Sources of risks
Global supply chain process is faced with dynamic risks just like any other industry. Demand and supply risks are the first category where the human resource involved with the supply chain is worried whether there will be enough supplies and whether goods and services will be in demand. There should be a balance between the supply and the demand for an efficient supply chain process (Ho, Yildiz, & Talluri, 2015). Operations risks, on the other hand, involve running of the supply chain process where the manager has to ensure that everything is running sleekly. Technology risk includes the failure of IT systems that may have a massive effect on the running of the supply chain process. Another source of uncertainty include the price volatility and demand shocks; they are aspects of industrial sources risk that are likely to affect the global supply chain process.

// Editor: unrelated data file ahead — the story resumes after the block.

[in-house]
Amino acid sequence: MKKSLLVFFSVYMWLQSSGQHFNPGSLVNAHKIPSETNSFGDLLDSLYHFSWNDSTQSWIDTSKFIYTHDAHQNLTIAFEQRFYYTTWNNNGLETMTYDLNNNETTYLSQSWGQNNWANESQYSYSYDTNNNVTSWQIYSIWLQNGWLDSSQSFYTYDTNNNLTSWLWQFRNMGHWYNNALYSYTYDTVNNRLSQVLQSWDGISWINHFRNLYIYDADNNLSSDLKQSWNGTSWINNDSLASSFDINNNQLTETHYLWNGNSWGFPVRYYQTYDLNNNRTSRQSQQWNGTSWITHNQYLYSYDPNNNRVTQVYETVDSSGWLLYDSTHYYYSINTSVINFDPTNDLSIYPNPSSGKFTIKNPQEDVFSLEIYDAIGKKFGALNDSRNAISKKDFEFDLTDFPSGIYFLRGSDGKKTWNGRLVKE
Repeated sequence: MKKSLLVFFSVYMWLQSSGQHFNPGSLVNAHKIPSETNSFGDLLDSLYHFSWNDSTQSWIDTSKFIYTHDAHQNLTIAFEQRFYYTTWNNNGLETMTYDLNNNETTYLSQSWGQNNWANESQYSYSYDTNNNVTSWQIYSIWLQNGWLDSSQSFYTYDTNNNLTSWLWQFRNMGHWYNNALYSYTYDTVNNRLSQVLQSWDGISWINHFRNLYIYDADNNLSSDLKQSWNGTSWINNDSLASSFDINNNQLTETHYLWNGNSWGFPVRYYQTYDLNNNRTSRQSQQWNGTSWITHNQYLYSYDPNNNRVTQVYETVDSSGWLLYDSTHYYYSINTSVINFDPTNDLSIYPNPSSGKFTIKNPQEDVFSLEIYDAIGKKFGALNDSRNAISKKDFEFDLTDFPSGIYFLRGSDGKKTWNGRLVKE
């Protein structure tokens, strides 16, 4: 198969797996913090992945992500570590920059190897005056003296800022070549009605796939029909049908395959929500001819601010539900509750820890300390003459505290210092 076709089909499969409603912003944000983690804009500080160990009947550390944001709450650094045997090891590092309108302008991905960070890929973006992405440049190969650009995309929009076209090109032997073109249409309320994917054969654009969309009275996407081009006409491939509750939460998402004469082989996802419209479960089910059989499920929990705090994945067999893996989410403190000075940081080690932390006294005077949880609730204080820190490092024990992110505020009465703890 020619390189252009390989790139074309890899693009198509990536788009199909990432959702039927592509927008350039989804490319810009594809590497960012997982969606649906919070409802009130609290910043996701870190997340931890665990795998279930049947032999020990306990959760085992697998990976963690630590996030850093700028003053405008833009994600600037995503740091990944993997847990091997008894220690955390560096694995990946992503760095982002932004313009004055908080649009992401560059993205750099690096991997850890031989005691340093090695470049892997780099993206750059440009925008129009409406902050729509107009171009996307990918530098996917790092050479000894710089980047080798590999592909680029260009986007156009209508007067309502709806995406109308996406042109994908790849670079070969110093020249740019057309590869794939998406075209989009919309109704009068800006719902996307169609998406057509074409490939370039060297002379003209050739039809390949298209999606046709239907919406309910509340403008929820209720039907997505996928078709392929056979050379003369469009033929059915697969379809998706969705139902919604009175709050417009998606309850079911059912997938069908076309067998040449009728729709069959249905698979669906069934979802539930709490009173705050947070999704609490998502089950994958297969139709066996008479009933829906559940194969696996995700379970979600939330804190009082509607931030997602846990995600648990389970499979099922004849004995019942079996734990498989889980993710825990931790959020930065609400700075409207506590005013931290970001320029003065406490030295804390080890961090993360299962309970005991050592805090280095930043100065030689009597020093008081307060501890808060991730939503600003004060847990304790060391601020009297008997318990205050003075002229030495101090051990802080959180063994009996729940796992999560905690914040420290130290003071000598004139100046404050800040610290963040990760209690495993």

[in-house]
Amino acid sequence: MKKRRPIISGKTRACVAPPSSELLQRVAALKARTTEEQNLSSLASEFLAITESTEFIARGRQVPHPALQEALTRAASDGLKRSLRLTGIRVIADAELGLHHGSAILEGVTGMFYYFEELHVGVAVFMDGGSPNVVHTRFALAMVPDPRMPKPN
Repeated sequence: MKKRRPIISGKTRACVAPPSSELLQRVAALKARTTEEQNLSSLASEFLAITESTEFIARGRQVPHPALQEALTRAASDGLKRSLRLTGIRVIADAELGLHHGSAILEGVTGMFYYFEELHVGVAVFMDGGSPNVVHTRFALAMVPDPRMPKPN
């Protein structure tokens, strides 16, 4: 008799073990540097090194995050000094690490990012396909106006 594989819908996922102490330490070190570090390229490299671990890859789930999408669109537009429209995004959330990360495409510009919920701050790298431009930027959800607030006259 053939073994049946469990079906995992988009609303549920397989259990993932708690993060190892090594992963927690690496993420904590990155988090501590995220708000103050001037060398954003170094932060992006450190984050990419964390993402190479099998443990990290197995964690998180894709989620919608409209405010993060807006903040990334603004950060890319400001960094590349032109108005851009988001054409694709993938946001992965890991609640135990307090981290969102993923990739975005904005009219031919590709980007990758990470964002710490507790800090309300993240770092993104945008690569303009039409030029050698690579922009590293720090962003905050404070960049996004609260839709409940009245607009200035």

Ways of reducing of these global supply chain risks include understanding the suppliers through the identification and prioritization of the risks. It would consist of gathering both internal and external information. The second way is the mapping of the volume of products forecasted to flow through the global channels. Mapping software should be used to help in the visualization of the product streams including the identification of the potential vulnerabilities in the global supply chains. The third approach is the identification, investigation, and confirmation of the possible anomalies. It usually involves the review of the accuracy, existence and the approval of the transactions under consideration. The supply chain managers could also track, manage and learn information about the global supply chain process. It would include controlling the compliance and risks information such as the geographic location and the audit history (Giannakis, Papadopoulos, 2016).
Ho, W., Zheng, T., Yildiz, H., & Talluri, S. (2015). Supply chain risk management: a literature review. International Journal of Production Research, 53(16), 5031-5069.
Giannakis, M., & Papadopoulos, T. (2016). Supply chain sustainability: A risk management approach. International Journal of Production Economics, 171, 455-470.